Wood-burning plant faces stiffer questioning about financing and politics as key deadline on land deal nears.
As a controversial wood-burning power plant proposed for south Minneapolis nears a key deadline, the project faces critical questions.
Those include concerns about the $78 million project's feasibility, the financial track record of one of its promoters and the political connections of the promoters.
An option to buy city land in the Phillips neighborhood for the Midtown Eco Energy project expires March 30, but plant backers want a five-month extension.
But opposition to the project is building. Some critics point suspicious fingers at two key partners in the company who also are politically connected DFLers.
One is Michael Krause, who once chaired the Minneapolis DFL, was an aide to state and county DFL officeholders, served on the city's planning commission and formerly headed the nonprofit Green Institute, where the power plant project developed.
The other is Kim Havey, a former head of the city's Empowerment Zone office. Both are close friends of City Council Member Lisa Goodman, an investor in the project.
The plant would be located in the ward represented by Council Member Gary Schiff, who said the case illustrates the need for a policy barring former officials from doing business with the city for a specified period.
"That's a gap in our ethics policy that we need to close," said Schiff.
Krause and Havey declined through a spokesman last week to answer detailed questions. They said their project is a local effort to help the city build a green economy. They said that they would not comment while they remain in negotiations on the project.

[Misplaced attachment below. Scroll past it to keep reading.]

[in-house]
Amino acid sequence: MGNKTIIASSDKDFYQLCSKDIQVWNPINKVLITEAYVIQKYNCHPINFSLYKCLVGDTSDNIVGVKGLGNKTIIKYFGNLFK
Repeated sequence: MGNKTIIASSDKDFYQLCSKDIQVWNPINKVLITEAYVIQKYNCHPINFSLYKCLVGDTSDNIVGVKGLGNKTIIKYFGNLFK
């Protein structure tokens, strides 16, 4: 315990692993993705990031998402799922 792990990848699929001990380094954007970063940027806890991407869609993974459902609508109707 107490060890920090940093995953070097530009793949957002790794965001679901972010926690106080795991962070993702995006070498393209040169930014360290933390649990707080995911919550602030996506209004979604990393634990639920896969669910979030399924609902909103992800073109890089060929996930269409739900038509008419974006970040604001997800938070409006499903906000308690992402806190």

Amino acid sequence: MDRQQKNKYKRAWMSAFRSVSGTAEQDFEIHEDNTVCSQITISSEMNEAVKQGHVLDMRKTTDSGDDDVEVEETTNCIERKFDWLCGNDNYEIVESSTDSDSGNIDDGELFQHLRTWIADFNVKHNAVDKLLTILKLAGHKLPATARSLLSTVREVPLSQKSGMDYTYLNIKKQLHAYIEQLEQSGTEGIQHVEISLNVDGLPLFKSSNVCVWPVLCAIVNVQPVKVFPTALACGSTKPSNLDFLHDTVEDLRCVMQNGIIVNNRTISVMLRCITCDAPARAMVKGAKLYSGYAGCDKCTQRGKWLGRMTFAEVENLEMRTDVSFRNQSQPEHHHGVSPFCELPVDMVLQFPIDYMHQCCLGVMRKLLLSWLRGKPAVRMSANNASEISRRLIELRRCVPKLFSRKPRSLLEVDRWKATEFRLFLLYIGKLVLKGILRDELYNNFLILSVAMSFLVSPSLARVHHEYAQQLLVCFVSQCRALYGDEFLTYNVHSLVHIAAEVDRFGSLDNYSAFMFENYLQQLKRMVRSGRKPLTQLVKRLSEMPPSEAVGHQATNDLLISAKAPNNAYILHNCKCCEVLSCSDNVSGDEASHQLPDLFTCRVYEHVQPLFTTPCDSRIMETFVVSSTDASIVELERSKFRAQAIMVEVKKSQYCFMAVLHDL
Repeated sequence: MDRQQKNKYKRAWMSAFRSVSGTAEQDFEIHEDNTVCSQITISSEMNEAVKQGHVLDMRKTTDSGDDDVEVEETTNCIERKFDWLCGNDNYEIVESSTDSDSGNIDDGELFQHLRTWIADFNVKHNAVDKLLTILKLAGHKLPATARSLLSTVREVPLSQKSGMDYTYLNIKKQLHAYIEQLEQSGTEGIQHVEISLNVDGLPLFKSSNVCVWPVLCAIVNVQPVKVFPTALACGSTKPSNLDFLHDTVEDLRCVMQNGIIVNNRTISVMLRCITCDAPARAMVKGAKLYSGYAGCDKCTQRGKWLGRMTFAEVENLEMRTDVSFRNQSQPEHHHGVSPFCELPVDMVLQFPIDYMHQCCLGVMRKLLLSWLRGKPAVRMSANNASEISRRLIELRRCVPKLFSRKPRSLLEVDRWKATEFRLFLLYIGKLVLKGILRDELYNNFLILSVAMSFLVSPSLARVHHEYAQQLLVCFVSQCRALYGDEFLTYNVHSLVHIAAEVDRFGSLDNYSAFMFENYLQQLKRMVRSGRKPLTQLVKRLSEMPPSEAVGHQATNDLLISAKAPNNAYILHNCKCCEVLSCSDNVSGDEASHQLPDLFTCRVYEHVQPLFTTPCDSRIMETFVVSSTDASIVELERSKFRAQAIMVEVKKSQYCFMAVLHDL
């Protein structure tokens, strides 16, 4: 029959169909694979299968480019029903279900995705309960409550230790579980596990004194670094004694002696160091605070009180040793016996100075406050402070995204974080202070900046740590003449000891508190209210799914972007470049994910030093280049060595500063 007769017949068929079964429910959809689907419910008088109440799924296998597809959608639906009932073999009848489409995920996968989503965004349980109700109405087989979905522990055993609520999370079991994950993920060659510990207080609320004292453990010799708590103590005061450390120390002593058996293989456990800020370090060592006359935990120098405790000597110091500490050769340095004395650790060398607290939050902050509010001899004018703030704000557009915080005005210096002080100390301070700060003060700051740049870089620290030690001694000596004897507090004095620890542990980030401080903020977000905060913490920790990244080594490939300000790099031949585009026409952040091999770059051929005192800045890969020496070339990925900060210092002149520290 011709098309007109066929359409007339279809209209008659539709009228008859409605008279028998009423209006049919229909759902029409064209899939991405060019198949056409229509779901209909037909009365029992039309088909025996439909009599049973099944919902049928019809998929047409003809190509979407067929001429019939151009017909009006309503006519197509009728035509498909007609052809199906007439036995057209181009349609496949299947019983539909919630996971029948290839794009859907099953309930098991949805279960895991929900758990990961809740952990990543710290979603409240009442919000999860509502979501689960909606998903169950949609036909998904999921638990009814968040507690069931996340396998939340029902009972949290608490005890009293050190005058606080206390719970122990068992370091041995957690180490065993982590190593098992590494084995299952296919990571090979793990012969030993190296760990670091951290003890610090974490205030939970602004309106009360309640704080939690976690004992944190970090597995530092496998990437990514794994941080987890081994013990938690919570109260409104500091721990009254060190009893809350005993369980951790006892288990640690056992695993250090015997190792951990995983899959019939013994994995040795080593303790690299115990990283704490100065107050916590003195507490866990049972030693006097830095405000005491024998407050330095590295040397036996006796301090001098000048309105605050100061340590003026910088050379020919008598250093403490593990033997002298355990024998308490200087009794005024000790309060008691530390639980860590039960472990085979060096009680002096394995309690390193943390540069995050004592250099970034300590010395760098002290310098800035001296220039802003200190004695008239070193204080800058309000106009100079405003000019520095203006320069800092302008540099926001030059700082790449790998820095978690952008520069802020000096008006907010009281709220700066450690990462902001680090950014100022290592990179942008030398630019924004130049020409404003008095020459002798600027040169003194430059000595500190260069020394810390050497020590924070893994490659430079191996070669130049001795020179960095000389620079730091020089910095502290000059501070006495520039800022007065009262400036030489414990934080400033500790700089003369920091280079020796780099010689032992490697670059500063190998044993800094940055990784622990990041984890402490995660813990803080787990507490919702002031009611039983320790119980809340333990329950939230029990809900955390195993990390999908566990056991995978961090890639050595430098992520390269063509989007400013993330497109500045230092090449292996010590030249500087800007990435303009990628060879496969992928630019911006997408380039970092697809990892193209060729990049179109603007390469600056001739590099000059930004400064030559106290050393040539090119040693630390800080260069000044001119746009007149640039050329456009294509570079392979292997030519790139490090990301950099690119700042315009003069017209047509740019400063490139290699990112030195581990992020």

Green Institute's red ink
The plant would burn wood and other biomass to generate electricity to power the equivalent of 15,000 homes, while piping steam to heat nearby businesses, similar to St. Paul's district energy system.
Krause began promoting such a plant in 2001, as executive director of the Green Institute. He then snared a $1.9 million federal grant for it through then-Rep. Martin Sabo, D-Minn.
But public records and interviews also indicate that Krause left the ecology-oriented nonprofit in financial disarray. By the time he quit in 2005 after nine years, his financial stewardship was under board scrutiny. In March that year, the board was told that the institute's finance chief lacked the cash to pay bills, leading to what minutes called "a heated and somewhat emotional discussion." The next month, the board was told that an eviction notice for unpaid rent had been filed against the institute's ReUse Center in the nearby Hi-Lake shopping center.
After Krause left, an audit reported the institute had accumulated a $452,000 negative net worth. The auditor expressed doubt about the institute's ability to continue, but subsequent managers have improved its finances.
Joyce Wisdom, formerly Krause's deputy, said she left the institute after failing to persuade him to budget more conservatively.
"I believed that we needed to tighten our belts and make some tough decisions. Michael believed that we could grow our way out of it," she said.
Schiff says Krause was fired; current board president William Kingsbury declined to comment.
Within weeks of Krause's exit, he and Havey founded Kandiyohi Development Partners, a for-profit firm. The partnership immediately asked the Green Institute to sell its burner research to Kandiyohi. If not, Kandiyohi said it would compete for the site that the city was negotiating to sell to the institute. It also wanted the more than $1 million remaining from the federal grant.
Public officials say Havey and Krause, familiar figures at City Hall, began a successful lobbying effort for Kandiyohi to bid for the site.